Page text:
Real-life coach Herman Boone inspires Cleveland State crowd
by REECE RUTLAND, Banner Staff Writer
Apr 15, 2011 | 3836 views | 0 0 comments | 9 9 recommendations | email to a friend | print
“All right, I realize that your first choice was Denzel [Washington],” Coach Herman Boone joked with those gathered Thursday night. “Well, I am glad to be here, even if I am your second choice.”

Boone, the real-life inspiration behind “Remember the Titans,” spoke to those gathered Thursday night in Cleveland State Community College’s L. Quentin Lane Gymnasium.

After a clip from “Remember the Titans” regarding Boone leading his students to a Civil War soldiers’ cemetery in Gettysburg, Pa., to teach them of unity and understanding, the real coach Boone took the stage to a standing ovation.

“If I want to be successful here tonight, I better try to be as wise as Solomon, as prophetic as Isaiah, and, if you don’t mind ladies and gentlemen, I’ll try to be as funny as Bernie Mac,” he said.

He began his address thanking those in attendance and telling everyone gathered how honored he was to be a part of this Multicultural Fair.

Boone also congratulated all the students in the crowd for working hard on bettering their life and fighting to get their degree.

“I just want you to know that success is only a word that comes in front of hard work,” he offered those gathered.

In 1971 Alexandria, Va., made the decision to totally integrate its school system, combining three local high schools into one.

The resulting football team was put under the leadership of Boone, who led the team to a state championship and a second place ranking in the national polls.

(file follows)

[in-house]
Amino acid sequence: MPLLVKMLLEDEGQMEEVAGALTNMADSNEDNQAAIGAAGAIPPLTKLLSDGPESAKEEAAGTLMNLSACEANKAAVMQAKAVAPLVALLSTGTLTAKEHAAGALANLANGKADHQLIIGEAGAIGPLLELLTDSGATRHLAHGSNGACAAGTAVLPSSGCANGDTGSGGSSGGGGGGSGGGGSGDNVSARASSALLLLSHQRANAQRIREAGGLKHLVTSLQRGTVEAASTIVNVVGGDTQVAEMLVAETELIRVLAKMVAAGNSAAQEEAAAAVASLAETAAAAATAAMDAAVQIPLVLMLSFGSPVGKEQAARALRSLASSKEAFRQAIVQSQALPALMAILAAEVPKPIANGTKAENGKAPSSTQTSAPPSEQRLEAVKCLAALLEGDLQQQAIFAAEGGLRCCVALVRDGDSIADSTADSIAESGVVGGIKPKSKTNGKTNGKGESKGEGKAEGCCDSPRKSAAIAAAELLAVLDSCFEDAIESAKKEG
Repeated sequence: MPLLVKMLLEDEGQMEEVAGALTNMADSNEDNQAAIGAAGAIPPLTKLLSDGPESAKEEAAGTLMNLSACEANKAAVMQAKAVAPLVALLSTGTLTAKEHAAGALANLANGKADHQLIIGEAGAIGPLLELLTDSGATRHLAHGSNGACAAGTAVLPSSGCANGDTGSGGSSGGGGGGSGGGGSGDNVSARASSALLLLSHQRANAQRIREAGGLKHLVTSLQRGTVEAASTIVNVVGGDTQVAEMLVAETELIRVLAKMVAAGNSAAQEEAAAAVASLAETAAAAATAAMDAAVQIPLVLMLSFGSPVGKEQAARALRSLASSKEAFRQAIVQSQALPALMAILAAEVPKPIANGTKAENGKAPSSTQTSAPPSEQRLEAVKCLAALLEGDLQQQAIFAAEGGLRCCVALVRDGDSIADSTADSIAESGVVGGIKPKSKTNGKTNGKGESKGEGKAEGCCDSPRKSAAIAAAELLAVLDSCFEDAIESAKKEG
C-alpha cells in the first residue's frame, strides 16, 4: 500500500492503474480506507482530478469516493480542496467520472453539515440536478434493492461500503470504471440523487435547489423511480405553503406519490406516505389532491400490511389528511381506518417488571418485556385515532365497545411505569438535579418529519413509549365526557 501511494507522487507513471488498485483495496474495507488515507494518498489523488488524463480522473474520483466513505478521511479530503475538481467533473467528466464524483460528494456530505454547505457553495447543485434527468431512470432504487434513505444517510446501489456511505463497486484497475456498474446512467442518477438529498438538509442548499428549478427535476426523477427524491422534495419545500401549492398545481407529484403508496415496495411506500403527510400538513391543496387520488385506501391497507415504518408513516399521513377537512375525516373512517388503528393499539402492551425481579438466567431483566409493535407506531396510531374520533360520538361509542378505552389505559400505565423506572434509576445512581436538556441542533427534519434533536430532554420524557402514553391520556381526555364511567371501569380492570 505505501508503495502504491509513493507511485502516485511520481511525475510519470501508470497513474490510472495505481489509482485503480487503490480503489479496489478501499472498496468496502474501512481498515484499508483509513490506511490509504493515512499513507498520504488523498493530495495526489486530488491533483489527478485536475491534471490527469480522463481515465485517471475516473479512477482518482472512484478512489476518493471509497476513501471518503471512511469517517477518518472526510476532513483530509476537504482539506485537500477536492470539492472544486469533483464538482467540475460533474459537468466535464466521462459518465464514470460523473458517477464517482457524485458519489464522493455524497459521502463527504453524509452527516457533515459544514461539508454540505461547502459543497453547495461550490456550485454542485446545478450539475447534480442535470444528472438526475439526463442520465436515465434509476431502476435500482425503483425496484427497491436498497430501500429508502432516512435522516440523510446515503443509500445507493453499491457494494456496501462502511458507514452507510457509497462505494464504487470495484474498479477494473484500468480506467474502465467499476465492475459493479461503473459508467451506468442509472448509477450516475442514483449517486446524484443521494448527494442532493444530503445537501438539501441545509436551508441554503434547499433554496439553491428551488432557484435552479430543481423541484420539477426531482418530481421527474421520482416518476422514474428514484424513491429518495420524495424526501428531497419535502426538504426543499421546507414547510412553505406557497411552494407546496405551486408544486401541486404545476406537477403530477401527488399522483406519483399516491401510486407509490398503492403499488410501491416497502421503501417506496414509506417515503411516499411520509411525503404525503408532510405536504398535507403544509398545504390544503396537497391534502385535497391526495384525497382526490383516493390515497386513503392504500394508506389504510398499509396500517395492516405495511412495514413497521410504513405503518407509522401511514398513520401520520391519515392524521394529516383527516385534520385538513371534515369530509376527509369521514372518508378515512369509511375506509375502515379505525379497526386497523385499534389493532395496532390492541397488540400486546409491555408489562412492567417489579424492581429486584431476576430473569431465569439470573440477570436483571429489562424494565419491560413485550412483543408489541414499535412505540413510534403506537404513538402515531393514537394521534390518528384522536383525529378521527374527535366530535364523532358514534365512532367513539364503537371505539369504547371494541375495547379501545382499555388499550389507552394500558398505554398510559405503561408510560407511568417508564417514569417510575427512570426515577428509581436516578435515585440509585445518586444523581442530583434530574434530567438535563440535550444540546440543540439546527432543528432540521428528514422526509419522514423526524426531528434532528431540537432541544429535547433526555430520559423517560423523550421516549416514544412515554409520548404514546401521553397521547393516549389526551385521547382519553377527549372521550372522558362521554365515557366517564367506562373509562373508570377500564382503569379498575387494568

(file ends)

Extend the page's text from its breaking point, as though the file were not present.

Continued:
“These were times when people felt they had a reason to wake up every day about something. These were the times that created the story ‘Remember the Titans,’” he said.

From his team, players went on to be professors, military leaders and high-ranking public officials. All that success coming on the back of so much controversy.

According to Boone, he was spit on, harassed and threatened, all because of the color of his skin, and what he was being paid to do at T.C. Williams High School.

“I guess many of you young people find it very difficult to believe, that in the greatest country in the world just some 38 years ago ... that blacks and whites in America lived in totally separate worlds,” he said.

When Boone’s team met for the first time, not only did his students segregate themselves from each other, but his assistant coaches did as well.

So, he took his team to Gettysburg, Pa., to conduct camp, and grow together as a team.

During the camp Boone did all he could to foster camaraderie and understanding between his team and coaching staff. However, he still experienced a lot of resistance to the two races working together as one team.

So, the real-life inspiration for the impactful nighttime jog to the Gettysburg Cemetery scene in the movie took place.

“No, you saw a clip a few minutes ago that I ran them through a swamp at 3 o’clock in the morning. No, sir. I might be crazy, but I’m not stupid. I’m not going to run some parent’s child through no swamp at 3 o’clock in the morning. I took them on a bus at 9 o’clock at night,” he joked.

The boys, still to this day, tell Boone that was one of the most inspiring days of their life.

From that point on the team ate, joked and talked to one another, and when they came back into Alexandria that acceptance and understanding started to slowly trickle through the community.

After the Gettysburg camp President Richard Nixon sent an aid, Dr. Brown, to see this integrated football team that was beginning to catch national attention.

According to Boone, Dr. Brown reported to the president that the team was a showcase not only for their school or the state but for the entire nation.

“The entire world began to watch these young men. ... When you do things right, the world will watch you,” he explained.

Boone also told the crowd that Washington took a pay cut because he wanted to tell this story so badly, and no one really expected the amazing response the movie has received. He told the crowd that to date, “Remember the Titans” has grossed $388 million in the United States alone.

He attributes the movie’s success to showing people how to fight for what they believe in and speak out about social injustices that need changing.

“How you think and act in the future will make a difference. So, ask yourself, ‘Where will I go from here?’ I challenge you young people to do like the Titans and embrace diversity and when you do there isn’t anything that can stand in your way,” he concluded.